1 Hist. Civ., I. 180. Paley, on the other hand, after asserting that "morality, neither in the Gospel nor any other book, can be a subject of discovery, properly so called," proceeds to show how far the morality of the Gospel is above that of its age and antecedents, and not to be accounted for apart from the pretensions of the religion.—Evid., II. ii.

2 See M. Denis, Ilistoire des Theories et Idées morales dans I'antiquite", I. 104; Wollaston's laborious Religion of Nature, &c. Mr. Lecky, U. E. M., I. 161, complains of the appropriation of heathen ideas by Christian moralists. Augustine, Doct. Christ., II. xl.-xlii., gracefully acknowledges the debt, and fancifully compares it to spoiling the Egyptians. "Nonne adspicimus, quanta auro ct argento et veste suffarcinatus exierit dc iEgypto Cyprianus doctor suavissimus, quanta Lactantius," &c. Comp. Lactant., Dip. Inst., VII. vii.

duties—to find in Plato the recognition of repent- Eclectic

, e . attempt to

ance and devotion towards God, forgiveness of in- compose juries, or the portraiture of a celestial love; in raiity of Cicero the teaching of universal charity, benevo-thc °spd' lence, and brotherhood. It may even be easy to exhibit under the garb of moral realizations the saving truths of faith; to see in the salvation offered by Jesus the airofyvyq Kclkwv,1 the effort to he as wise and good as is possible to man, contemplated by the heathen Socrates; to find in his utterance that the gods will give such things as are good, for they know what is best for man, the keynote of Christian prayer; to recognize in the endurance of the martyr the independence of the Stoic mind, with its larger virtue of patriotism; in Christian meekness and resignation towards God a true philosophic constancy and courage; to explain the success of Christ's Eeligion as "a reaction from effete forms of thought to fresh convictions of conscience," grappling with external calamity by independent resources of soul. This is easy, because, after all, Christianity must have a moral side, and ground itself in human sentiment, and here, accordingly, comes into competition with purely moral systems. Such a view, however, omits to re- christian

, it- morality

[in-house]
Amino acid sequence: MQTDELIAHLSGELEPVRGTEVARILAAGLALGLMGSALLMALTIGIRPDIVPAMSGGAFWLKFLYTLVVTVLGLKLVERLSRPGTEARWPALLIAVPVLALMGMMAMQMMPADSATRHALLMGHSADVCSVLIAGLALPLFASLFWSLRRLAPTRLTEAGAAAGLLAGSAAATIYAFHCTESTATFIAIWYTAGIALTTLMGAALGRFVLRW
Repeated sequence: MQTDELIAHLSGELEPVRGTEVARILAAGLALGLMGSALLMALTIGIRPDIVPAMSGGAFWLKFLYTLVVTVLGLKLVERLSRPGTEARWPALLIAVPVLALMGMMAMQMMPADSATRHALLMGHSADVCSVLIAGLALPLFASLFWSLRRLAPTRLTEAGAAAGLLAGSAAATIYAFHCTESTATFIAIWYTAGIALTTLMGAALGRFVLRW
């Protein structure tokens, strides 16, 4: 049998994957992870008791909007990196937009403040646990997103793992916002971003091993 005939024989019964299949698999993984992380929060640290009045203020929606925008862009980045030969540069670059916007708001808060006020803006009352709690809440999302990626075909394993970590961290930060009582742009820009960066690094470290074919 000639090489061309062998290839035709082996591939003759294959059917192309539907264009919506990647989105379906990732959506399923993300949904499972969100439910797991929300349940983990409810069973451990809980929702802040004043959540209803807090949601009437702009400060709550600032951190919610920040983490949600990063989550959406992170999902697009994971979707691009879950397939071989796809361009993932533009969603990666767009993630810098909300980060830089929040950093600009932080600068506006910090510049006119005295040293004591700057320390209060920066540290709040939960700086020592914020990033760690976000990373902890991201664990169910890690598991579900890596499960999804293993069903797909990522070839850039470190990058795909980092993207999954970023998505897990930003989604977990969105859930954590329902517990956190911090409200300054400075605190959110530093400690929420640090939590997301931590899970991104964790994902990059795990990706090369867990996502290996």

member that Christianity founds moral practice based on

J r its doc

trines.

1 See Plato, Phced. 107, c, Xen. Mem. I. iii. 2, &c. On the relation of Platonism to Christianity, comp. Dollinger, Gentile and Jew, I. 328, who justly thinks it to be negative rather than positive.

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upon doctrinal beliefs,1 thus procuring new sanctions and originating fresh ideas within the scope of morals. It thus supplied a pure morality bymeans of dogma before such was recognized through the medium of ethical science. Nor have its dogmas receded before the advance of scientific morality. The moral progress of modern Europe, while it has found nothing discordant in the type of Evangelical character, has tended to confirm the distinctive tenets of the Grospel.2 Chris- § 7. A more thorough and searching examinatroduced tion has sufficiently demonstrated the advance moral towards a purer and higher type of character M made under the auspices of Christian doctrine, and as a consequence of it, in the absolute embodiment of Divine love which it proposes to all ages for imitation in endless variety. While

1 Mr. Lecky, H. Bat., I. 335-6, considers that dogmatic systems serve only to supply suitable motives of action in the absence of a moral philosophy. Its formation, he thinks, is the first step in the decadence of religions. This is trne to this extent, that the most elementary forms of religion seem to afford little trace of ethics (compare Tylor, Hist. Prim. Cult., I. 380). On the other hand, ethics may, as in Confucianism, overpower and extinguish the religious element. "To give oneself earnestly to the duties due to men, and while respecting spiritual beings, to keep aloof from them, may be called wisdom," this was the maxim and practice of its founder.—See Legge, II. 130, 319. But it has been truly said that so-called natural religion, the apotheosis of moral abstractions, exists only in books. Religions which have vital force and influence, are positive religions, i. e. they make for themselves a Church and rites and dogmas.

a The course of attacks on Christianity from this side has been, first, to separate theology from morals, which, as having a scientific basis, has had some share of success; next, to supersede religion by morality, a much less hopeful undertaking.